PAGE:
Good wheelchair access with long promenades for those with limited mobility or those in wheelchairs?
See one of the largest natural seal colonies just five miles away during the winter months?
It is all here, just a short drive from The Thomas Centre.
The whole coastal line from Cleethorpes to the north and Skegness to the south is peppered with lots of small villages and a north/south coastal road that gives you good access to lots of small beaches. At any time of the year, there are good beech walks to be had. The coast line here is long and flat, so bathing is very safe. By far the majority of the coast line is fine yellow sand. When the tide goes out it goes out a very long way. Each week we publish the tide times so you can plan your trip to the beach (best when the tide is in!).
If you are a surfer, forget it! Waves may be a few inches rather than a few feet (or should that be a few centimetres then a few metres!). On the up side, this meandering tide makes for safe beaches, with very few currents in the region. Ideal for lazy days, with plenty of privacy.
For blue badge holders, good disabled car parking and beach access exists at all the larger towns. For those who prefer smaller locations, we always recommend Sutton-on- Sea. With a good car park right beside the sea wall, it is just a short distance to a long promenade on the sea wall. Ideal for those who find walking difficult, for wheelchairs and buggies. Also Sutton has a pleasant selection of small beach-front café's, snack bars and ice cream parlours.
For those that enjoy a good walk, we have some lovely beach villages such as Theddlethorpe and Sandilands. Also, for the more inquisitive, scattered along this coast you will find several “to the beach” signs that take you down small tracks to beach side car parks.
Many of these beaches are tucked away from the madding crowds of the main towns of Cleethorpes, Mablethorpe and Skegness or “Skeggy”, christened by some as "the Blackpool of the East Coast". In these towns you will find the usual selection of amusements and arcades and many are pleasantly surprised by the overall standards in the region.
For those who know the area, Skeggy is still very much Skeggy, and a visit is considered a must for many on holiday in this region.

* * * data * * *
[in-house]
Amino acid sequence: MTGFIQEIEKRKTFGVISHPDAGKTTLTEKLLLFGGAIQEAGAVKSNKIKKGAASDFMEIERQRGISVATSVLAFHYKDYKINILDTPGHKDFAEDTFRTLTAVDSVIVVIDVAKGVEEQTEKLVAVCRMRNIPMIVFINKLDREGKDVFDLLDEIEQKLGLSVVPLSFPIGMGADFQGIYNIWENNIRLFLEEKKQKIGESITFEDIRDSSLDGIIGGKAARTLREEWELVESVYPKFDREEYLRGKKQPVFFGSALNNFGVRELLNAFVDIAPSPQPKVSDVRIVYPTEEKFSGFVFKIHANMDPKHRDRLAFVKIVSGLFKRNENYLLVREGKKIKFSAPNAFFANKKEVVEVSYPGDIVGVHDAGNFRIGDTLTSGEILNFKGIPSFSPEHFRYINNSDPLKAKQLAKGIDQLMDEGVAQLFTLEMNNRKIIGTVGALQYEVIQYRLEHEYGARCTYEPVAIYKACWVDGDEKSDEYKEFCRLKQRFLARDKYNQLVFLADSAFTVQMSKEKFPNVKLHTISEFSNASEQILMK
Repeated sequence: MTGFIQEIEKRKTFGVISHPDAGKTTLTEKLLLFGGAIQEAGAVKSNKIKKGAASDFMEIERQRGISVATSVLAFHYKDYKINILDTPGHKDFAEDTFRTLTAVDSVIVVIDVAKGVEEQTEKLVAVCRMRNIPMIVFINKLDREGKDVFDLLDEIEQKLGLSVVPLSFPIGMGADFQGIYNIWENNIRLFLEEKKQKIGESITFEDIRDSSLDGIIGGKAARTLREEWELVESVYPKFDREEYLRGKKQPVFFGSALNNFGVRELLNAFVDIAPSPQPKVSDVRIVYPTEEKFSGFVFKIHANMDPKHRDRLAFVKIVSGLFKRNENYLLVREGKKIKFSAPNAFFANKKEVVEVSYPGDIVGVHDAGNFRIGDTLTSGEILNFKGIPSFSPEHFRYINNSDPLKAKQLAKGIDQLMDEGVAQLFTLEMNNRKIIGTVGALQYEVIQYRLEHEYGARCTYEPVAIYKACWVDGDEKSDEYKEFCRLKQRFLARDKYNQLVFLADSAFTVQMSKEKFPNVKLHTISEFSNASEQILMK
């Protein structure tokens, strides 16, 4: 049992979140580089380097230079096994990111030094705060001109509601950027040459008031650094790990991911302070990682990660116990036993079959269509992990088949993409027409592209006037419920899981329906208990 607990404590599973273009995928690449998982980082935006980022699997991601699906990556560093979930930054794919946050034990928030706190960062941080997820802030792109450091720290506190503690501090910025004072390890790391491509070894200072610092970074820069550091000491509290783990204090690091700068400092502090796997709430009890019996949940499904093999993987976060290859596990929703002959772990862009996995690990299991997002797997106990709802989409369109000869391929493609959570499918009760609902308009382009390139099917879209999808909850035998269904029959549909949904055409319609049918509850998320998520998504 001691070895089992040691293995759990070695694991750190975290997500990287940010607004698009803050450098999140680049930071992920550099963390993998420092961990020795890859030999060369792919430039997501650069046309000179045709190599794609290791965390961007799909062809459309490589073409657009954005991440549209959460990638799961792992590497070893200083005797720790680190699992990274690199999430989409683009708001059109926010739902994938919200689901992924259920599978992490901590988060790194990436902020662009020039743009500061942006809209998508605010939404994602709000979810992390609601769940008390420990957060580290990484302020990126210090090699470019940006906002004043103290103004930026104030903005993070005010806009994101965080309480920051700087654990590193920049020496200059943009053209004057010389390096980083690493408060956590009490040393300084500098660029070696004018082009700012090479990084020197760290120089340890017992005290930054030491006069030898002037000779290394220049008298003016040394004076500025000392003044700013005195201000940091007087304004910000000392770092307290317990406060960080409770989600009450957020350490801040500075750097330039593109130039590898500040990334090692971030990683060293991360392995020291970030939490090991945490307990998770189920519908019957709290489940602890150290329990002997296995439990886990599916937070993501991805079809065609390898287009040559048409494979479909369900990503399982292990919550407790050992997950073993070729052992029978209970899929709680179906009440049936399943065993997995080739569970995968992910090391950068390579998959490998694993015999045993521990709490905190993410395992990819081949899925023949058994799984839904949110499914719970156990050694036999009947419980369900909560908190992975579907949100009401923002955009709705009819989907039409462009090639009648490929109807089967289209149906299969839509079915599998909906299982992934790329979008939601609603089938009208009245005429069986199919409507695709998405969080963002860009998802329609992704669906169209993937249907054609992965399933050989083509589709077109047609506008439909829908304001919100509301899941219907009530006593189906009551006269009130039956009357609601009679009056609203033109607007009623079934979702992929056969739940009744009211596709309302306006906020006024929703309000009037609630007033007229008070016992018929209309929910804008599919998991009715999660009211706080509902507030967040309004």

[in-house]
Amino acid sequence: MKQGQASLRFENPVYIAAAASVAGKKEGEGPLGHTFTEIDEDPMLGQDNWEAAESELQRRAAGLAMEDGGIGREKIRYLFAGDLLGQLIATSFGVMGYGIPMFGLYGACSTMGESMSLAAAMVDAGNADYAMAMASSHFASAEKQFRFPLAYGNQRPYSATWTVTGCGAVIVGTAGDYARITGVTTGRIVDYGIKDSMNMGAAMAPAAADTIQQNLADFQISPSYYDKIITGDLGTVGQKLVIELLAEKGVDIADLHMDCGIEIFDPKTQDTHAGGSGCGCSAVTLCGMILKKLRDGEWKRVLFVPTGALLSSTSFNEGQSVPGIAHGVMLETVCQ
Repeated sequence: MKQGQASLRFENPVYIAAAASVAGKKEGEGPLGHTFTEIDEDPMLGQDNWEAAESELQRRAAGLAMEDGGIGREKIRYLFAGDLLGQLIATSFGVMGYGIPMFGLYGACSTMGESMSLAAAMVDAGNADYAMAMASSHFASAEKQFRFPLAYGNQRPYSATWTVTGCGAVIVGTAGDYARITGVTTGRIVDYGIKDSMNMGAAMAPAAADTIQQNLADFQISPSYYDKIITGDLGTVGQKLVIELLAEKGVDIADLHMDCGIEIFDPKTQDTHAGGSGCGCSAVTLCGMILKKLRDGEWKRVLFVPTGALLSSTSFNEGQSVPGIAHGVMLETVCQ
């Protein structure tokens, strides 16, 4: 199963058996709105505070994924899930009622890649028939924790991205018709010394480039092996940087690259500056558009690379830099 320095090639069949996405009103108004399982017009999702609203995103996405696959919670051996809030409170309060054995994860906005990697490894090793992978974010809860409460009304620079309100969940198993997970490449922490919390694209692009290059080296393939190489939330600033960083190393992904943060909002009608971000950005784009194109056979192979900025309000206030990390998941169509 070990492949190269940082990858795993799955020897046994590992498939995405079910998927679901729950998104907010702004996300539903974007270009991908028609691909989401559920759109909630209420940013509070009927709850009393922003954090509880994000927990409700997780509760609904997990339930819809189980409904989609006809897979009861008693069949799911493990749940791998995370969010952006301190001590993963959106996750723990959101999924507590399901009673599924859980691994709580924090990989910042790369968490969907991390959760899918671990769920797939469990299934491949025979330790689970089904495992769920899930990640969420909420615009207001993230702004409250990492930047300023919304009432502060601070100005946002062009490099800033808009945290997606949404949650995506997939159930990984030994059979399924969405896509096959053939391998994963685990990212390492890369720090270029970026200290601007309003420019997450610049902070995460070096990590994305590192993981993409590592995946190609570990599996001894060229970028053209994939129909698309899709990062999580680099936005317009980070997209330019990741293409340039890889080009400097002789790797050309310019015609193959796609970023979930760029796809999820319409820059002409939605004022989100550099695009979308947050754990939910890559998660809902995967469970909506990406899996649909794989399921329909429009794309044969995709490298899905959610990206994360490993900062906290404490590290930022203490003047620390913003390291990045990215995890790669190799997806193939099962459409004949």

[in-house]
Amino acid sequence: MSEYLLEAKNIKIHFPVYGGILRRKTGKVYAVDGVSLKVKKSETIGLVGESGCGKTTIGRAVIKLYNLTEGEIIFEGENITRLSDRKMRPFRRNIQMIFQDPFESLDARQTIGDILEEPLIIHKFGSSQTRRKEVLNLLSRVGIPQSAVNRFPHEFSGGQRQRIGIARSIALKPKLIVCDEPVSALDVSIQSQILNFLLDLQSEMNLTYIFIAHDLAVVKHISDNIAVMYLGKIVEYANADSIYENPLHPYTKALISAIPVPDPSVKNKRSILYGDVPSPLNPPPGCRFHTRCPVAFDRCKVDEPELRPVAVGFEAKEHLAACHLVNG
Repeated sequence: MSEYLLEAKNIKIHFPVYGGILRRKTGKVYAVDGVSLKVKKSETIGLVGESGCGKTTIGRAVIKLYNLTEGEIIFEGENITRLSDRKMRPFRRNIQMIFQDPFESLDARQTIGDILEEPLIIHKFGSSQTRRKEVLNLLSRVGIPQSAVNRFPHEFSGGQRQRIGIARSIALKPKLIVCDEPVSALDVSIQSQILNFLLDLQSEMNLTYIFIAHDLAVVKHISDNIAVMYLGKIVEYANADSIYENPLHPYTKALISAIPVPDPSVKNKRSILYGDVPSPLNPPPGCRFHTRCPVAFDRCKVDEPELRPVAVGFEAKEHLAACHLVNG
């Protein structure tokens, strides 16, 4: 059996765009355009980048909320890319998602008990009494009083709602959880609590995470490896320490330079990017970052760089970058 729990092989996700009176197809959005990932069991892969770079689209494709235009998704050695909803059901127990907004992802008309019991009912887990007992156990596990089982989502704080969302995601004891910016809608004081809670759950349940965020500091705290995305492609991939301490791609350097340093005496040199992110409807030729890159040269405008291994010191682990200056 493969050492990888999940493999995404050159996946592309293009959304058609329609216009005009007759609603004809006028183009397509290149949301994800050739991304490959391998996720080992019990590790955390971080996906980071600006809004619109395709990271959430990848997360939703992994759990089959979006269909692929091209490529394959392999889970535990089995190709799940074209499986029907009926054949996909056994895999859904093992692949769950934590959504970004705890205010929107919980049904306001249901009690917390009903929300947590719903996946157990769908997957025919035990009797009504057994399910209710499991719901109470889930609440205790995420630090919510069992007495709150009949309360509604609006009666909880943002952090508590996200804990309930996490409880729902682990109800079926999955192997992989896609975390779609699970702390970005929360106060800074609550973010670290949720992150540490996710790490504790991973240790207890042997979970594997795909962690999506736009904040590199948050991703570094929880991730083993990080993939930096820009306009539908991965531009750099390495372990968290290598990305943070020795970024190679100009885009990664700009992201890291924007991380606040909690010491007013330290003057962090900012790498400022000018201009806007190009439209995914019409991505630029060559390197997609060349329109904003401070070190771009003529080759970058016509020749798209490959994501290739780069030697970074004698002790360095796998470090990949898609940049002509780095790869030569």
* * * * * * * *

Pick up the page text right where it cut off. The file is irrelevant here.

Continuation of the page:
Many visitors tell us that Cleethorpes is a pleasant surprise, having invested heavily in it’s beach front areas. There is an excellent promenade of some two miles, starting at the southern end with Pleasure Island. This is a good theme park, not on the scale of say Alton Towers, but with good facilities and never too busy. Entrance is £64 for a family of 4 of £10.50 each for blue badge holders and their carer. Typically, opening hours are 10.30 to 5pm, so this park has a good family feel about it. With a good safety record, many of our guests tell us that there is a good staff attitude for families and groups such as ours.
Travelling northwards from Pleasure Island there is lots to see and plenty of places to stop off for a break or an ice cream. Steam trains, crazy golf, smart cafés, Chinese buffet restaurants, well run mini-zoos, boating lakes and large sand pit play areas are just some of the things that you will find scattered along this promenade.
If you have the stamina to keep going, you will come to the “Kiss me Quick” end of town, by the Cleethorpes pier, full of arcades, fish and chip bars and the like.
Finally, we must mention the Seals at Donna Nook. What an amazing sight this is! On the long mud flats at Donna Nook, each year a growing colony of grey seals arrive in late October and soon start giving birth to their pups. They leave by late December and last year over 1,200 were born. Each year the population is growing by 10% and more. The seals are huge and you can get very close to see them, but always under the watchful eyes of the wardens. The seals do not seem to mind us humans too much, but the local wardens are a real treasure. Full of useful information for visitors, they also make sure no pups get abandoned. When they do, they whisk them off to Mablethorpe Seal Sanctuary and this way they successfully ensure a tremendous survival rate. Visiting the seals makes an autumn holiday really worthwhile and last year Donna Nook attracted over 40,000 visitors!